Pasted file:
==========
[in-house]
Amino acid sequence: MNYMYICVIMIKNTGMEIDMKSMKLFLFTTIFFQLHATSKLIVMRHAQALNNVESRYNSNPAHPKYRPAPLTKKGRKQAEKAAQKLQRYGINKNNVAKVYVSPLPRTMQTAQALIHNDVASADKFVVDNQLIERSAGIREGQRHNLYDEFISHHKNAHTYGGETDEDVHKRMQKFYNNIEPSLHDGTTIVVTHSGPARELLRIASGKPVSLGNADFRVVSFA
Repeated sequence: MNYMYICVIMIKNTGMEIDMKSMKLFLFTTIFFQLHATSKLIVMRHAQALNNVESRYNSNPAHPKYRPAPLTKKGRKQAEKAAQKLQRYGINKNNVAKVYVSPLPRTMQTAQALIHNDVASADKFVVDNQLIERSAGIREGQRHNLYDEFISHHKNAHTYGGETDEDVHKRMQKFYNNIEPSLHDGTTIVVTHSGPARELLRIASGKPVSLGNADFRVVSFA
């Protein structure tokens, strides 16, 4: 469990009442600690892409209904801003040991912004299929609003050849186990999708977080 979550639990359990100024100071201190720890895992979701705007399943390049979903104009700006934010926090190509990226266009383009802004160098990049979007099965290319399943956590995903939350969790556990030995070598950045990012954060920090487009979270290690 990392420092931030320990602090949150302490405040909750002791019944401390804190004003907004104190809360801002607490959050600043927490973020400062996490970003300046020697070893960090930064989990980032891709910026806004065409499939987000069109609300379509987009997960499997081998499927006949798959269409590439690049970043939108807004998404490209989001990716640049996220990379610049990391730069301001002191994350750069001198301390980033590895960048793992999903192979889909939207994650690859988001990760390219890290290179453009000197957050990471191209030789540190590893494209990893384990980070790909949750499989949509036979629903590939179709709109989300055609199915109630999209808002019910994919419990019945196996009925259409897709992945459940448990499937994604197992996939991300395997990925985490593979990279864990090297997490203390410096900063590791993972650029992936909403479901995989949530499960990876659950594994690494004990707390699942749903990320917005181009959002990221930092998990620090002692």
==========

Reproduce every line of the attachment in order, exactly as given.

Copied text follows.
[in-house]
Amino acid sequence: MNYMYICVIMIKNTGMEIDMKSMKLFLFTTIFFQLHATSKLIVMRHAQALNNVESRYNSNPAHPKYRPAPLTKKGRKQAEKAAQKLQRYGINKNNVAKVYVSPLPRTMQTAQALIHNDVASADKFVVDNQLIERSAGIREGQRHNLYDEFISHHKNAHTYGGETDEDVHKRMQKFYNNIEPSLHDGTTIVVTHSGPARELLRIASGKPVSLGNADFRVVSFA
Repeated sequence: MNYMYICVIMIKNTGMEIDMKSMKLFLFTTIFFQLHATSKLIVMRHAQALNNVESRYNSNPAHPKYRPAPLTKKGRKQAEKAAQKLQRYGINKNNVAKVYVSPLPRTMQTAQALIHNDVASADKFVVDNQLIERSAGIREGQRHNLYDEFISHHKNAHTYGGETDEDVHKRMQKFYNNIEPSLHDGTTIVVTHSGPARELLRIASGKPVSLGNADFRVVSFA
């Protein structure tokens, strides 16, 4: 469990009442600690892409209904801003040991912004299929609003050849186990999708977080 979550639990359990100024100071201190720890895992979701705007399943390049979903104009700006934010926090190509990226266009383009802004160098990049979007099965290319399943956590995903939350969790556990030995070598950045990012954060920090487009979270290690 990392420092931030320990602090949150302490405040909750002791019944401390804190004003907004104190809360801002607490959050600043927490973020400062996490970003300046020697070893960090930064989990980032891709910026806004065409499939987000069109609300379509987009997960499997081998499927006949798959269409590439690049970043939108807004998404490209989001990716640049996220990379610049990391730069301001002191994350750069001198301390980033590895960048793992999903192979889909939207994650690859988001990760390219890290290179453009000197957050990471191209030789540190590893494209990893384990980070790909949750499989949509036979629903590939179709709109989300055609199915109630999209808002019910994919419990019945196996009925259409897709992945459940448990499937994604197992996939991300395997990925985490593979990279864990090297997490203390410096900063590791993972650029992936909403479901995989949530499960990876659950594994690494004990707390699942749903990320917005181009959002990221930092998990620090002692």